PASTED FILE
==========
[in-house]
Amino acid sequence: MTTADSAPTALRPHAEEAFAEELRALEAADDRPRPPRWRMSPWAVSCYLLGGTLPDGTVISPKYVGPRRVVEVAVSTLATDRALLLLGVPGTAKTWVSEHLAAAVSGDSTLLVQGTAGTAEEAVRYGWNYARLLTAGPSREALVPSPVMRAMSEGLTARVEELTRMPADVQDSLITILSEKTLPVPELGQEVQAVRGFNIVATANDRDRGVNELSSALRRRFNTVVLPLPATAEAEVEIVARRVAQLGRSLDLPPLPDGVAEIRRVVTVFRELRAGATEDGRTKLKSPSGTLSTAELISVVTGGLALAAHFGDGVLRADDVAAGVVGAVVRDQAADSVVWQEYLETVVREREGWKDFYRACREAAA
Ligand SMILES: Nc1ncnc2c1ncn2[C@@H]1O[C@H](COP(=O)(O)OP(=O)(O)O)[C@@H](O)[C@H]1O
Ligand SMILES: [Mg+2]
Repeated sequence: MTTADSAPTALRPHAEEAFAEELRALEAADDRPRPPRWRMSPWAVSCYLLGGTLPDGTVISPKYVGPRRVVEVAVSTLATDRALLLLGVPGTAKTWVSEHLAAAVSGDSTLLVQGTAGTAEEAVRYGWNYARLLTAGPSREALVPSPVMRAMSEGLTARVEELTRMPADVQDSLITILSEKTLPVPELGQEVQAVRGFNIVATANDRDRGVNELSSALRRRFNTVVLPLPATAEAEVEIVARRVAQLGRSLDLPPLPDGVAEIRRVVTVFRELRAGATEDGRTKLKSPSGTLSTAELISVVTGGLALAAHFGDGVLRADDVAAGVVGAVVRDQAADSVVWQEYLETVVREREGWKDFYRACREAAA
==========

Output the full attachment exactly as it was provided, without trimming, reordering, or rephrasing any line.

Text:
[in-house]
Amino acid sequence: MTTADSAPTALRPHAEEAFAEELRALEAADDRPRPPRWRMSPWAVSCYLLGGTLPDGTVISPKYVGPRRVVEVAVSTLATDRALLLLGVPGTAKTWVSEHLAAAVSGDSTLLVQGTAGTAEEAVRYGWNYARLLTAGPSREALVPSPVMRAMSEGLTARVEELTRMPADVQDSLITILSEKTLPVPELGQEVQAVRGFNIVATANDRDRGVNELSSALRRRFNTVVLPLPATAEAEVEIVARRVAQLGRSLDLPPLPDGVAEIRRVVTVFRELRAGATEDGRTKLKSPSGTLSTAELISVVTGGLALAAHFGDGVLRADDVAAGVVGAVVRDQAADSVVWQEYLETVVREREGWKDFYRACREAAA
Ligand SMILES: Nc1ncnc2c1ncn2[C@@H]1O[C@H](COP(=O)(O)OP(=O)(O)O)[C@@H](O)[C@H]1O
Ligand SMILES: [Mg+2]
Repeated sequence: MTTADSAPTALRPHAEEAFAEELRALEAADDRPRPPRWRMSPWAVSCYLLGGTLPDGTVISPKYVGPRRVVEVAVSTLATDRALLLLGVPGTAKTWVSEHLAAAVSGDSTLLVQGTAGTAEEAVRYGWNYARLLTAGPSREALVPSPVMRAMSEGLTARVEELTRMPADVQDSLITILSEKTLPVPELGQEVQAVRGFNIVATANDRDRGVNELSSALRRRFNTVVLPLPATAEAEVEIVARRVAQLGRSLDLPPLPDGVAEIRRVVTVFRELRAGATEDGRTKLKSPSGTLSTAELISVVTGGLALAAHFGDGVLRADDVAAGVVGAVVRDQAADSVVWQEYLETVVREREGWKDFYRACREAAA